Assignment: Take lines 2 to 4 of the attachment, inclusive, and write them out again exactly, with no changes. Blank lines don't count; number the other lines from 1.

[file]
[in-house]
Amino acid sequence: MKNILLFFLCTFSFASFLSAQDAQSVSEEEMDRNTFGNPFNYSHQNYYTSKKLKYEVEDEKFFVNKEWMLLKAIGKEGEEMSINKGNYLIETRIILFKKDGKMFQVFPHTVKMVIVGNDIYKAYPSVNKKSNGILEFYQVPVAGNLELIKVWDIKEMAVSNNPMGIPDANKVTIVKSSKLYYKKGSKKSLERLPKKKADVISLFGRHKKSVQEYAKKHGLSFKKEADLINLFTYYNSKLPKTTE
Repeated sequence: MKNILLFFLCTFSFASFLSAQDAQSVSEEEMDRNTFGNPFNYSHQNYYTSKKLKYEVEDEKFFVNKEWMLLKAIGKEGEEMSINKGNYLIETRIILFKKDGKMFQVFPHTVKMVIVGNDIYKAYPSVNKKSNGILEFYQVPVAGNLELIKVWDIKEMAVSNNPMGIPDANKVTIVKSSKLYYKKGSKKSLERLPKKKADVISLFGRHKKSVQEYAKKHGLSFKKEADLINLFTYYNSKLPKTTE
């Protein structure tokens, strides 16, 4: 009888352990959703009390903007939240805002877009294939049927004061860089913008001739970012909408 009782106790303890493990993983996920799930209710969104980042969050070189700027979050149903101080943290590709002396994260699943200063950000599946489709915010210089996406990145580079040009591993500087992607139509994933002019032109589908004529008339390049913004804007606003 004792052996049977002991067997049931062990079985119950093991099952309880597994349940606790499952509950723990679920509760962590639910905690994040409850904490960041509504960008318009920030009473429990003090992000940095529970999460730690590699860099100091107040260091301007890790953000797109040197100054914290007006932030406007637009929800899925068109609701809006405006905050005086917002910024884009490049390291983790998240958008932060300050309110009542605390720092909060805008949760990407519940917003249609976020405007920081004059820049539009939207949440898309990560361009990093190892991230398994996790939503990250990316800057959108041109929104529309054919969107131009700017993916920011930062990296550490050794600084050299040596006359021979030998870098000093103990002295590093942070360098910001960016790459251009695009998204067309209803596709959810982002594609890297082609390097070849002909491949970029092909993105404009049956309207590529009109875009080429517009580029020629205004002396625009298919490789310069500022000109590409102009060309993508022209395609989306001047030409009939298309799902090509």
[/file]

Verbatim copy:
Amino acid sequence: MKNILLFFLCTFSFASFLSAQDAQSVSEEEMDRNTFGNPFNYSHQNYYTSKKLKYEVEDEKFFVNKEWMLLKAIGKEGEEMSINKGNYLIETRIILFKKDGKMFQVFPHTVKMVIVGNDIYKAYPSVNKKSNGILEFYQVPVAGNLELIKVWDIKEMAVSNNPMGIPDANKVTIVKSSKLYYKKGSKKSLERLPKKKADVISLFGRHKKSVQEYAKKHGLSFKKEADLINLFTYYNSKLPKTTE
Repeated sequence: MKNILLFFLCTFSFASFLSAQDAQSVSEEEMDRNTFGNPFNYSHQNYYTSKKLKYEVEDEKFFVNKEWMLLKAIGKEGEEMSINKGNYLIETRIILFKKDGKMFQVFPHTVKMVIVGNDIYKAYPSVNKKSNGILEFYQVPVAGNLELIKVWDIKEMAVSNNPMGIPDANKVTIVKSSKLYYKKGSKKSLERLPKKKADVISLFGRHKKSVQEYAKKHGLSFKKEADLINLFTYYNSKLPKTTE
């Protein structure tokens, strides 16, 4: 009888352990959703009390903007939240805002877009294939049927004061860089913008001739970012909408 009782106790303890493990993983996920799930209710969104980042969050070189700027979050149903101080943290590709002396994260699943200063950000599946489709915010210089996406990145580079040009591993500087992607139509994933002019032109589908004529008339390049913004804007606003 004792052996049977002991067997049931062990079985119950093991099952309880597994349940606790499952509950723990679920509760962590639910905690994040409850904490960041509504960008318009920030009473429990003090992000940095529970999460730690590699860099100091107040260091301007890790953000797109040197100054914290007006932030406007637009929800899925068109609701809006405006905050005086917002910024884009490049390291983790998240958008932060300050309110009542605390720092909060805008949760990407519940917003249609976020405007920081004059820049539009939207949440898309990560361009990093190892991230398994996790939503990250990316800057959108041109929104529309054919969107131009700017993916920011930062990296550490050794600084050299040596006359021979030998870098000093103990002295590093942070360098910001960016790459251009695009998204067309209803596709959810982002594609890297082609390097070849002909491949970029092909993105404009049956309207590529009109875009080429517009580029020629205004002396625009298919490789310069500022000109590409102009060309993508022209395609989306001047030409009939298309799902090509």